In late 2011, Badger's friends, Ratty, Mole, and Toad visited us in the NC mountains on a similar tour. Read how we welcomed them and all the contents of their traveling package.
Read about when Ratty, Mole, and Toad  got a tour of Brevard, NC  and had adventures traveling in bank tubes and viewing a waterfall.

Friday, April 8, 2016

Finding His Name

Adam is messaging with various people about various dogs, but the truth is that waiting to find a cheap dog from a random person within a 3-hour drive of one's home is a long endeavor. So this morning we visited the New Bern pound. And we found a new friend:

On the drive home, we discussed what his name is. Because he already has a name, we knew; we just had to discover what it is. So we bandied around different options. Buddy. Sebastian. (Julia prefers fancy names; we do not.) Scotty. I forget whether Adam or I first said the name Ned.


We all liked it fine. Julia volunteered, "I like Ned. It was the name of a dog in Brian Jacques's Flying Dutchman book, a dog that could talk!" She added, "His name was Denmark, but they took the first three letters, turned them around, and came up with Ned."

Denmark. Ned Denmark. It didn't sound right.
There's clearly some Great Dane in this boy,
so Denmark seemed like a logical choice.
Meanwhile the name Teddy is rumbling around in my head. "Teddy," I say. I ask Adam, "What is Ned short for?"


"And that's where you get Teddy too, right?"


"So ... Theodore Denmark."

Adam laughed. "But," he said, "Theodore What Denmark?"

"Theodore Roosevelt Denmark!" I exclaimed.

Julia groaned in pain in the back seat.

Then Adam said, "Theodore Roosevelt Denmark, the Moose!" (Because that president formed the Bull Moose Party. Random historical facts stick to his brain like noodles to a wall.)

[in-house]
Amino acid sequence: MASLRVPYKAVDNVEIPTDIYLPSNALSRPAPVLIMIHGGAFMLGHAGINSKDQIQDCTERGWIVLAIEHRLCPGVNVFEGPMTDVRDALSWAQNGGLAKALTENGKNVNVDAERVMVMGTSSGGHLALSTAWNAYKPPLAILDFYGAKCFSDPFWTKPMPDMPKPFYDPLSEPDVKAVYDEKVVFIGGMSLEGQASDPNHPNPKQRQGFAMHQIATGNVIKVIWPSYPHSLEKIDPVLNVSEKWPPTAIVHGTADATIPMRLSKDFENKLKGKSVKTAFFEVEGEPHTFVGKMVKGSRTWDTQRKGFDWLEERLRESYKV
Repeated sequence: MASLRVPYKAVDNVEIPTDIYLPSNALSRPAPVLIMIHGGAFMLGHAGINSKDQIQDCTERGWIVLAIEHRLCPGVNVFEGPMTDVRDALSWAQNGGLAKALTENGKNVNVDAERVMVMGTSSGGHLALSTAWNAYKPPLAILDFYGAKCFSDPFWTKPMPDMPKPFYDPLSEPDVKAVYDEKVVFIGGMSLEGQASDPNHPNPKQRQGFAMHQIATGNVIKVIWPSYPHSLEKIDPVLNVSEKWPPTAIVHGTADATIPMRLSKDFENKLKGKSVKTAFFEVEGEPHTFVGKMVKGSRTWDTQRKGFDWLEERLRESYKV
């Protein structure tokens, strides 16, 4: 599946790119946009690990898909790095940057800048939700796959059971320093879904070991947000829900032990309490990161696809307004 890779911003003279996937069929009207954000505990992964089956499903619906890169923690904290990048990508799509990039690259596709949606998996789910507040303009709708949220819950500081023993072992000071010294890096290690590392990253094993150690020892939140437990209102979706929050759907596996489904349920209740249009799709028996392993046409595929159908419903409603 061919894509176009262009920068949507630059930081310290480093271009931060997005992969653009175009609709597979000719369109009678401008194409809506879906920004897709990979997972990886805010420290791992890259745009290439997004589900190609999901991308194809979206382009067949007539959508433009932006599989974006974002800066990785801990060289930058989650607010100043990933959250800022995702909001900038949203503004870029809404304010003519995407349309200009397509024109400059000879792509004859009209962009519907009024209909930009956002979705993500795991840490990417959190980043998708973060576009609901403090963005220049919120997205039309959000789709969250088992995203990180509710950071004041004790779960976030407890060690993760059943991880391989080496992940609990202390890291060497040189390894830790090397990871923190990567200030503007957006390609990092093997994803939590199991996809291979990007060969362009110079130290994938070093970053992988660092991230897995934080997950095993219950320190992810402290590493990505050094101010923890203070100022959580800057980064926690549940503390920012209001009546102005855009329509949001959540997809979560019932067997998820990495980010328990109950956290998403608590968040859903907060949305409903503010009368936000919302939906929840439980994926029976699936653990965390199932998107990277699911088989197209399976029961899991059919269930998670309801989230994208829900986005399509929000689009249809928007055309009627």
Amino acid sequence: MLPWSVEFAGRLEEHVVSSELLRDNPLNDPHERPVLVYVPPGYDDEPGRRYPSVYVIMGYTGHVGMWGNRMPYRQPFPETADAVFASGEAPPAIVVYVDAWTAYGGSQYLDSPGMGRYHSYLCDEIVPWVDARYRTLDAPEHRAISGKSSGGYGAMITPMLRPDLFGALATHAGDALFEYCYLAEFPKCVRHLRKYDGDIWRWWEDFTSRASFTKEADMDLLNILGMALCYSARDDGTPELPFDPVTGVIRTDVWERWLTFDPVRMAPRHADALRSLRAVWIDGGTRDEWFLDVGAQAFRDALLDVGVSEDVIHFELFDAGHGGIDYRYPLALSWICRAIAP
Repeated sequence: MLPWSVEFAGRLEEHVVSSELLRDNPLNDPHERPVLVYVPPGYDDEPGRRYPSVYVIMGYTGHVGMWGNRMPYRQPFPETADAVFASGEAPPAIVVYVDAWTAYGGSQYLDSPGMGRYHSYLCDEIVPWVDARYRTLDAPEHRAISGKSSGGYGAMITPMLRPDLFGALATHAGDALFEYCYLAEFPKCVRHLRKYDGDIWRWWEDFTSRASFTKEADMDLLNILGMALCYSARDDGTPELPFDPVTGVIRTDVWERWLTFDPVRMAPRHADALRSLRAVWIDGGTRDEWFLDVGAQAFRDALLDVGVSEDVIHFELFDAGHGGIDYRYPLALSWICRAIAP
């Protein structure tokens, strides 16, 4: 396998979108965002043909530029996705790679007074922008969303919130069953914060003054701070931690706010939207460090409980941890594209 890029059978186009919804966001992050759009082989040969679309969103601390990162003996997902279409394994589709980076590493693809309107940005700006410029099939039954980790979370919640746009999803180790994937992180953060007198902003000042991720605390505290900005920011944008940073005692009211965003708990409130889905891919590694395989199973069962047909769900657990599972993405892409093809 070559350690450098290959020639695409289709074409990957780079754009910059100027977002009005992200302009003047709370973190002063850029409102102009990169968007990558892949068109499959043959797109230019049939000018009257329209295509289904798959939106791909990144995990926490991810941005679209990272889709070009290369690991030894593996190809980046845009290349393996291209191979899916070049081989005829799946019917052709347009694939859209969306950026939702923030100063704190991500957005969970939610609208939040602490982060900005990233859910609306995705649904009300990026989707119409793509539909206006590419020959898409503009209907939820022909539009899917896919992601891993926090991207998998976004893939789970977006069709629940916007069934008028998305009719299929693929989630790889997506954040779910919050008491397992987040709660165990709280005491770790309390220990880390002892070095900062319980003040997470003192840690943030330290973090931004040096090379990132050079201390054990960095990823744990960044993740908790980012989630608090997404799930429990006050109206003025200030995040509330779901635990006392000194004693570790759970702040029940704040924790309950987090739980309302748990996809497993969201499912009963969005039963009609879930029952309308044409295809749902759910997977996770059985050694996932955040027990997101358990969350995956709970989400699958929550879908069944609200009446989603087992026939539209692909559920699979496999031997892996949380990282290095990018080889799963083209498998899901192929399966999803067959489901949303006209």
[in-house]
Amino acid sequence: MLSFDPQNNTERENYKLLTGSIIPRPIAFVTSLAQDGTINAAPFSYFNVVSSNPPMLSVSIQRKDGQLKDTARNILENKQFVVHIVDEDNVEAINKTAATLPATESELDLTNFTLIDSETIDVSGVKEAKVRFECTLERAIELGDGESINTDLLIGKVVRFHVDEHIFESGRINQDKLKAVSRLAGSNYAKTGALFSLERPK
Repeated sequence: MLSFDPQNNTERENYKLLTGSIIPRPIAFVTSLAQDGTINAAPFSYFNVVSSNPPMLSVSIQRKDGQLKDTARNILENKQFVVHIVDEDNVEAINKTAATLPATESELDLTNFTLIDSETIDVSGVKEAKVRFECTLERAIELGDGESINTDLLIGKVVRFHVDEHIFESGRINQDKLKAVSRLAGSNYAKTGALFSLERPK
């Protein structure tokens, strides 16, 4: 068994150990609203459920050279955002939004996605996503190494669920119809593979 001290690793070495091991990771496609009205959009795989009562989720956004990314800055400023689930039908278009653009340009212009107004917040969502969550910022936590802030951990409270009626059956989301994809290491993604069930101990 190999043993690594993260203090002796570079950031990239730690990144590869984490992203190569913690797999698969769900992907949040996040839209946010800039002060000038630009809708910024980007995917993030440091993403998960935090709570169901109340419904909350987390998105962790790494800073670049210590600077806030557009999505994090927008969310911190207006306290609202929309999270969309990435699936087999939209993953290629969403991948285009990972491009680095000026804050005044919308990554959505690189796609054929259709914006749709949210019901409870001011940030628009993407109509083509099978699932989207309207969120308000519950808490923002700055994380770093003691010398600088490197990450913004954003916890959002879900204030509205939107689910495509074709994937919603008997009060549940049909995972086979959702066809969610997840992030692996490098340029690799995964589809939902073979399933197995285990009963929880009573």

And Adam and I looked at each other with surprise and glee and realized we'd just (finally) found the dog's name! His perfect name! Moose!

We'll still call him Ned, mostly because Julia will insist. She hates Moose for his name, but Moose it is and Moose it will be.

Right now Moose is taking a nap with Adam, who is a very happy man, in the office in the barn. At last he has a friend to do his farm work with and life can return to normal. Beau, I'm sorry to admit, is a miserable failure as a lone farm dog.
Two dogs is good, Three dogs would be better.

Moose discovers he's not allowed in the greenhouse.
And I'll add that the New Bern Pound is an excellent place with caring people and sweet dogs. We may go back there after Ned Moose settles in.

Thursday, April 7, 2016

Apple Blossoms

How many apple trees did I say had survived in our orchard? I don't recall. But only three of them have blossoms this spring. They're all trying to recover from the stress of being overgrown for years, and then being pruned again by us. They put out leaves, but no flowers.
Except three of them:

Apple blossoms are so simple and sweet. Next year -- I hope -- we'll have an orchard full of them.
The bathroom is nearly finished. Adam installed the vent fan and the ceiling light yesterday, and is working on moving the electrical plug by the sink. Fiddly wiring.
We are busy. I'm back into my work schedule until the end of the school year. I also teach a Bible study each week and sing in a local chorale. That concert occurs in a few weeks. I'm also trying to finish up Julia's literature course and French course for this year. Adam does his usual church work and lately has more on his plate in pastoral work, helping people who need help. Julia is flying toward the end of her semester, finishing her junior year. Next month we have Peter's graduation and a family wedding. I always think summer will be calmer and I can get so much done, but somehow it doesn't happen that way! We continue to hunt for a couple of new farm dogs to adopt. Pound dogs are actually pretty expensive these days, especially if you just want a lab mix. Adam keeps an eye on PetFinder and Craigs List.

Except for blogging, I do hardly any writing anymore, which saddens me. In order to write, I think I need more "down time" -- less work and duties and dashing around meeting schedules. And I need a calmer mind too. There are too many stresses in life right now, and the imaginative mind becomes subdued, even dormant, during such times. I do plan  to get back to writing some day.

The farm is looking pretty weedy right now and needs much mowing. But the bees are happily flying around and the plants in the greenhouse are thriving. They will go in the ground in a week or so, and then we'll see how the farm year will prosper.